The fall colors are gone now, but homeowners who have made good use of hardwood floor color in their homes can continue to relish the visual excitement of appealing color interactions all year long.

 

Ralph's 2014 Idea Book

 

Photo courtesy of GSankary, Indy Kethdy. Available under the Creative Commons Attribution 2.0 License.

Tags: hardwood floor colors, installation

Choosing Hardwood Colors in 5 Steps

Posted on Thu, Apr 03, 2014 @ 12:04 PM

Natural hardwood colors vary tremendously between species, and you also have the option of staining to get virtually any color you want.

With such a wide range of options, choosing a hardwood color can be a bit overwhelming. But there’s no need to stress—by following each of the following five steps you can be sure to get the right color for your floor.

1. Decide on the feel you’re after.

You need to be sure of the mood you’re trying to achieve with your hardwood flooring. Your decision about hardwood colors should be made with this overriding goal at the top of your mind.

Of course it’s all in the eye of the beholder, but darker colors generally create a cozier mood while lighter colors produce a roomier feel.

Another key choice is whether you want a natural feel. If you do, heavy stain color probably isn’t for you, although a light stain may be just fine.

Wire brushed hickory

2. Coordinate hardwood colors to your furnishings and to other rooms.

Choosing colors to complement your existing furniture as well as trim and cabinets is key. Achieving a nice contrast from the floor to the trim and cabinets that surround it is a great way to add interest. If you have dark furniture, you may want light flooring so that the floor and the furniture don’t blend together too much. As a rule of thumb, try to keep the floor and trim/cabinets off by at least two shades, either darker or lighter.  

3. Consider the maintenance.

Darker woods tend to show scratches and dust more than lighter colors—a fact that could be important to you, particularly if you expect the floors to see rough usage (pets, small children, etc.).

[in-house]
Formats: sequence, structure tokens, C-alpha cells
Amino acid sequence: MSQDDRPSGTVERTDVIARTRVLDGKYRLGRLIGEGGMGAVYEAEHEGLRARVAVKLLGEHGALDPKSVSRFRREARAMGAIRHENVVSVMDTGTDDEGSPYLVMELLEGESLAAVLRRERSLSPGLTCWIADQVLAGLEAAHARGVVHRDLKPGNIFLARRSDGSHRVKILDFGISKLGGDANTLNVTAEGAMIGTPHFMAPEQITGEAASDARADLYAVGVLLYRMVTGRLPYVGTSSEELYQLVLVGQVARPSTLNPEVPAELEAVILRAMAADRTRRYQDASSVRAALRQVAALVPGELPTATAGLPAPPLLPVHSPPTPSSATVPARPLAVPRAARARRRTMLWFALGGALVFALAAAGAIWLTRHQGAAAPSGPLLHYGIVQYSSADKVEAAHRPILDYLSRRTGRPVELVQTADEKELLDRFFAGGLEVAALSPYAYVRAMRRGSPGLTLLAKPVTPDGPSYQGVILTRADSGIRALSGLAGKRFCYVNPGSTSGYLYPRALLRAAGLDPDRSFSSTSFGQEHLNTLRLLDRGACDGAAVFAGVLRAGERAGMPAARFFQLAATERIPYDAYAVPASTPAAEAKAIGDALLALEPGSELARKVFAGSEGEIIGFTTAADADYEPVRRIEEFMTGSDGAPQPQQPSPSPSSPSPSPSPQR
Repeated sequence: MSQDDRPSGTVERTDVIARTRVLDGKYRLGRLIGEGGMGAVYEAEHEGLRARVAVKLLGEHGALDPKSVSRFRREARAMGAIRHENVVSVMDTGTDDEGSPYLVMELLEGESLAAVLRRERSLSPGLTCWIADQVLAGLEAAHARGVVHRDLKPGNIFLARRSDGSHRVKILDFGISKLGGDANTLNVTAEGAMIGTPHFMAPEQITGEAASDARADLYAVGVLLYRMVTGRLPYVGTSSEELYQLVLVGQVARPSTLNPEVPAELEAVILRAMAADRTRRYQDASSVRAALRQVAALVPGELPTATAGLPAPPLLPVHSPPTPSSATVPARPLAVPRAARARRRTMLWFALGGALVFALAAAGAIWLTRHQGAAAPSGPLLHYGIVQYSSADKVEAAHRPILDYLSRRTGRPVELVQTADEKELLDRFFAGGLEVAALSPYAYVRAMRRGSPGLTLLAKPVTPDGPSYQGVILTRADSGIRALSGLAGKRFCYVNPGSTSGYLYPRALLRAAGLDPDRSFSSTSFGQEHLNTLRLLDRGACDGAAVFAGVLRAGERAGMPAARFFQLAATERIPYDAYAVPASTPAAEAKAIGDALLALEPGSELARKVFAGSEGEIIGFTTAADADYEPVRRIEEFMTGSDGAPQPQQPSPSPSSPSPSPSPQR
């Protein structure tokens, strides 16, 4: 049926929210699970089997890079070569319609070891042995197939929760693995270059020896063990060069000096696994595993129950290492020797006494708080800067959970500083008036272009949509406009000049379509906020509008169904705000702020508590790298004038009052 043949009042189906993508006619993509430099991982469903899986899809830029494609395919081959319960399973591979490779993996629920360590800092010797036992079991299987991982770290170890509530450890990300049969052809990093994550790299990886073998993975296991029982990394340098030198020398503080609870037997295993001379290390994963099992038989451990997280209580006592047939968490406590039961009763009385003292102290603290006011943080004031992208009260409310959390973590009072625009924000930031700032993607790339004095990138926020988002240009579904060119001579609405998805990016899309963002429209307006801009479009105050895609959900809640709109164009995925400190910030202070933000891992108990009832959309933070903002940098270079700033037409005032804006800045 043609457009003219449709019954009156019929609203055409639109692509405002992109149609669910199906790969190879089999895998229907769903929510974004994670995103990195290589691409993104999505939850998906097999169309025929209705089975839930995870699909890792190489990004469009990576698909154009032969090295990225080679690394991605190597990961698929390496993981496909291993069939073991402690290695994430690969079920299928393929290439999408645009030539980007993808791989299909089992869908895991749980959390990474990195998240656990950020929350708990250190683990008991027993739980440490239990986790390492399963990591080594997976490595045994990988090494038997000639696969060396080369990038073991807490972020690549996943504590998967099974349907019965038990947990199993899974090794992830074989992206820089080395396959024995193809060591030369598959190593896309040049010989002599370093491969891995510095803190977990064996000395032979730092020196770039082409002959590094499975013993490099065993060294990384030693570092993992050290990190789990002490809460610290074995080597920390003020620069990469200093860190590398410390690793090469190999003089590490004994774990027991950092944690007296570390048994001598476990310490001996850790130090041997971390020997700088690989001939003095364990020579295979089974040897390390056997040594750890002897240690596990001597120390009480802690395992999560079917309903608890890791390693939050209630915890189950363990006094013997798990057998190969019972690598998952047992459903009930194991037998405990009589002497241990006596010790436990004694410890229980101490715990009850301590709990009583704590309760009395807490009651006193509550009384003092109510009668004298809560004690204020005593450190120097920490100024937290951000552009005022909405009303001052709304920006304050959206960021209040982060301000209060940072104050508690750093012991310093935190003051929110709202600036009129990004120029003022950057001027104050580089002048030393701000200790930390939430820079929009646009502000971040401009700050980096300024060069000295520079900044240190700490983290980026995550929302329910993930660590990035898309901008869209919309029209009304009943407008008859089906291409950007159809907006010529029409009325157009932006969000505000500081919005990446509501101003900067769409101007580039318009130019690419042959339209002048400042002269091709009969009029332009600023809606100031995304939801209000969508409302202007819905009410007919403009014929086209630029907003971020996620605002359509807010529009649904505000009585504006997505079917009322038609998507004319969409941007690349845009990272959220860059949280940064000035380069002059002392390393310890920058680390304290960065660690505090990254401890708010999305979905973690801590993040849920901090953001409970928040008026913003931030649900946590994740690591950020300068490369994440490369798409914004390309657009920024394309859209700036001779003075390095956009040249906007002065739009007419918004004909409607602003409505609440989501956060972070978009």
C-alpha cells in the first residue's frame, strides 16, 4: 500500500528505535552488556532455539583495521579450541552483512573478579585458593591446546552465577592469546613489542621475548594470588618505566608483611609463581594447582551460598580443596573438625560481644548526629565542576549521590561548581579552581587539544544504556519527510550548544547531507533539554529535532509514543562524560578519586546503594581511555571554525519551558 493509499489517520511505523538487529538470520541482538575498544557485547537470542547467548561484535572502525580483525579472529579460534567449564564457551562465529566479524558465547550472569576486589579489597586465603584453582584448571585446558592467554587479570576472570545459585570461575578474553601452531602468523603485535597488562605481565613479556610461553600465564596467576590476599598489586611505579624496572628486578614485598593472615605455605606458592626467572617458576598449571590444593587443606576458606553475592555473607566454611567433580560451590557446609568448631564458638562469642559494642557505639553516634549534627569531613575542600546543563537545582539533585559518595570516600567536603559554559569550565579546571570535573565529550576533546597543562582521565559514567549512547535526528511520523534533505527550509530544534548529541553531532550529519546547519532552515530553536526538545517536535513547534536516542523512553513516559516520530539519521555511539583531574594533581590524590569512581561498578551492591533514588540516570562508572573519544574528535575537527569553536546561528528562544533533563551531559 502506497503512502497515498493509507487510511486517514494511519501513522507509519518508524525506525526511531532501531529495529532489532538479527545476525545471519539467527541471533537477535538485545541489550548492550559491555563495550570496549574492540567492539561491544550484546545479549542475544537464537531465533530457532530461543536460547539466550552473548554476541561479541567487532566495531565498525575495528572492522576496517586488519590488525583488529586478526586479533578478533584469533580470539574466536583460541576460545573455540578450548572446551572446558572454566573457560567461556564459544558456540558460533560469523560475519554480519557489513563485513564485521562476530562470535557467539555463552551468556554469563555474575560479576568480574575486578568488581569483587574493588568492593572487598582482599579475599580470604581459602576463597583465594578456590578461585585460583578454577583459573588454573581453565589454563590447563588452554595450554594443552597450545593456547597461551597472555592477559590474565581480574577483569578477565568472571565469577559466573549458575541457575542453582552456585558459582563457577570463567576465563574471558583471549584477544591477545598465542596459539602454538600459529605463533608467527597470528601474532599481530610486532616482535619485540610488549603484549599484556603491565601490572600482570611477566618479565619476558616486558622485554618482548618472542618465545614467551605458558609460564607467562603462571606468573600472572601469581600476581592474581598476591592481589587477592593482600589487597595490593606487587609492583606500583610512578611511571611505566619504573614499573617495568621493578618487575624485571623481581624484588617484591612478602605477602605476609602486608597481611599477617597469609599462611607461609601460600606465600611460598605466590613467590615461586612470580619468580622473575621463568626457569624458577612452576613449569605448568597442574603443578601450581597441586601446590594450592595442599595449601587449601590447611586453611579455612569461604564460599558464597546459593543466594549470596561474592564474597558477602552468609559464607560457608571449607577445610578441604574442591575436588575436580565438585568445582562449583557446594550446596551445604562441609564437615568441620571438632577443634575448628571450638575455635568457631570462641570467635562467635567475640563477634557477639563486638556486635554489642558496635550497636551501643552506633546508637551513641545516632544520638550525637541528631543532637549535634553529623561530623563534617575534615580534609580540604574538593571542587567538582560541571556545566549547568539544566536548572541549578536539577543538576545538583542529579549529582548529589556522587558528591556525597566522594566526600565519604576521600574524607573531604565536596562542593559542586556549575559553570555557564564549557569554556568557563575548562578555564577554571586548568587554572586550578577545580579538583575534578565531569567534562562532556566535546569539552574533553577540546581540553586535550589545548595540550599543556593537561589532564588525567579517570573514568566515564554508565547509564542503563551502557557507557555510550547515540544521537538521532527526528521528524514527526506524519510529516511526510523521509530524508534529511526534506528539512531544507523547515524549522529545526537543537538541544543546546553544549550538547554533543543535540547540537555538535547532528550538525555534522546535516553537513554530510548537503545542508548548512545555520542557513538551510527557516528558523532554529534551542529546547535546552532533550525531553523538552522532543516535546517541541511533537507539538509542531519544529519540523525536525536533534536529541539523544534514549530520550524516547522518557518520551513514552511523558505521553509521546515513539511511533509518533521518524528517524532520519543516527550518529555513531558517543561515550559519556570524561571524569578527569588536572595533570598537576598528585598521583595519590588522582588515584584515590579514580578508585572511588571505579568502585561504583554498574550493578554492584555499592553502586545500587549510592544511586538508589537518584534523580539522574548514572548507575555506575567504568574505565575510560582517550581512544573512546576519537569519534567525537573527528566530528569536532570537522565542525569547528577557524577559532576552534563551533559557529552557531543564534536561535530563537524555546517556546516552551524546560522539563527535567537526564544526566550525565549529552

4. Choose a color you love!

Ultimately, choosing hardwood colors comes down to what you like. Even if a color makes interior-design sense, if may not be the right choice. You’re the one who will live with the floor, so make sure the color you choose is one that excites you.

Fortunately, hardwood colors are much more varied than simply “dark,” “light,” or “medium.” You can decide you want a color within one of those ranges, but still have plenty of choices, because each species has a distinct color tone. For example, a lot of oak flooring has a warm yellowish tone that many people fall in love with.

5. Work with an established hardwood floor company.

Working with a hardwood floor company that’s dedicated to customer service (like us!), you can review all your color choices, get expert advice, and ask any questions you have. This step will help you complete all the other steps.

Tags: hardwood floors & interior design, custom hardwood flooring, hardwood floor colors

It’s not just smoke and mirrors – grey is beautiful.

Posted on Sat, Feb 22, 2014 @ 08:02 AM

Smoldering Hickory Rustic 3 resized 600Not long ago, we got a call from a really nice couple who asked us to come look at the hardwood floors in their home. They wanted our advice on how they could refinish their floors in way that would help them get the perfect interior-design look they were after. As always, we were glad to provide a free consultation. 

Natural, Understated Beauty

They obviously cared a lot about interior design, and they already had ideas. They knew they wanted a neutral color that would work well with other colors in their home. They had in mind a natural look, with an understated beauty.

After chatting a little, we suggested they come to the showroom and look at some of our greys. A great thing about grey is that is has so many shades—you can get just the look you’re after—a dark grey, a light grey, a warm grey, a cool grey, “washed” grey, flint grey, “maritime” grey, pewter grey, and the list goes on and on.